So you're thinking of installing an underfloor heating system in your home? You're not alone. In 2018, the industry saw a 7% rise, demonstrating that underfloor heating is an increasingly popular choice.
They add warmth and comfort to a room, are generally low maintenance, and tend to remain more cost-effective than a standard radiator. However, do you know which parts are right for your property? In this post, we're going to breakdown the parts you need to consider for your underfloor heating system.
Electric v. wet system
The first decision you need to make before buying any parts is what kind of underfloor heating system you're going to use. Electric or wet systems are the standard choices, but each comes with its own benefits. Electric systems tend to work separately from central heating systems, making them cheaper to install but more expensive to run. Meanwhile, wet systems are more economical to run, reducing your overall expenses, but require a higher upfront cost.
Your choice may also vary depending on which room you choose for installation. According to a Which? survey, 55% of people install underfloor heating in their bathrooms, while 26% have it in their living rooms. While electric systems work best for single or small spaces like bathrooms, wet systems link to a central boiler, making them perfect for whole-house heating.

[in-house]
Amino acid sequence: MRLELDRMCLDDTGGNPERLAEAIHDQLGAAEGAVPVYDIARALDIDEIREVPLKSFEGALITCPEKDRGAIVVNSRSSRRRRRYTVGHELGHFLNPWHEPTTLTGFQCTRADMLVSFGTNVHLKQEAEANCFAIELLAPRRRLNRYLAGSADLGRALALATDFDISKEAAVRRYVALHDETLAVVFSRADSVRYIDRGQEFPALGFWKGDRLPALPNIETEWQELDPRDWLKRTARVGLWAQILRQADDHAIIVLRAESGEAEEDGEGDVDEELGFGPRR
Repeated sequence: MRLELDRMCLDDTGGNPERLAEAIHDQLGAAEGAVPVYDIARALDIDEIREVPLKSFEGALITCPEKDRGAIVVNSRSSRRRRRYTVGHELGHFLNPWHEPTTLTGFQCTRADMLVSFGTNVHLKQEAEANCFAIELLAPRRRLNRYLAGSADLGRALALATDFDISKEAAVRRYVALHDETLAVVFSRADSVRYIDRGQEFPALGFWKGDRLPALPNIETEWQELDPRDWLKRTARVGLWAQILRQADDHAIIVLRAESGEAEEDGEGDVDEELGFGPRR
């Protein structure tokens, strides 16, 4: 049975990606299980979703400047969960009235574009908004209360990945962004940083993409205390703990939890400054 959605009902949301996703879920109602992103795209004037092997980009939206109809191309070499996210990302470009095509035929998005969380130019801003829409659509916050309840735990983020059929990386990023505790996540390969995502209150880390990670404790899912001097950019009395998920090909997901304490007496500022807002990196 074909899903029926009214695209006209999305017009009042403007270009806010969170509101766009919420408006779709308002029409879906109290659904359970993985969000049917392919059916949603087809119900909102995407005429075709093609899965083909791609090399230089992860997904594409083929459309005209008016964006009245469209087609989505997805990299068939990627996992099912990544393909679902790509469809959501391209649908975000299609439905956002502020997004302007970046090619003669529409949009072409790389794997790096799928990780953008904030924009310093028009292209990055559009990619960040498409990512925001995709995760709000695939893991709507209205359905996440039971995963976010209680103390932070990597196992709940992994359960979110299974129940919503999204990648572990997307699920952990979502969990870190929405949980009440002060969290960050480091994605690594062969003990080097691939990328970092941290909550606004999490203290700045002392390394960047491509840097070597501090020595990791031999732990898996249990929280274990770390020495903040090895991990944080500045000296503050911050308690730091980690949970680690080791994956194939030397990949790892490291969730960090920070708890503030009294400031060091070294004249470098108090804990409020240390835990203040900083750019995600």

Which screed is best?
A screed is a seal that keeps the underfloor heating in place, and your choice of base flooring will determine which kind you need. The minimum depth of a liquid screed is at least 50m while sand and cement screeds are around 65-75mm. If the pipes are on a concrete floor, then you may need a thicker screed of up to 150mm to give a reaction time of more than four hours.
Insulation is key
To get the most from your heat supply, you need proper insulation. The flooring beneath will determine the thickness of insulation you need, varying from timber to concrete. Placing a thinner membrane beneath the heating system can insulate it from the sub-floor, helping to reduce the heat-up and cool-down times for efficient operations. Whatever insulation you use, check that the material is sufficiently heat resistant and won't melt. EPS or polystyrene is a popular choice for this reason.
Covering your floor
Finally, you need to choose a top layer to cover your floor that will optimise your heating's performance. Tiles and stones are popular as they tend to absorb heat to create a warming effect. While solid timber is often tricky, a thinner flooring can help radiate the heat effectively.
Get expert advice
With any underfloor heating, ensuring you have the right components and correct installation methods is vital for creating an effective system. While underfloor heating systems rarely breakdown, problems such as leaks are typically caused by human error.
If you're looking for expert advice on your underfloor heating system or would like to learn more about our installation services, get in touch today. At the Underfloor Heating Shop, we're happy to hear from our customers and answer their queries. Call us on 07411 722898 and we'll help you find the parts you need.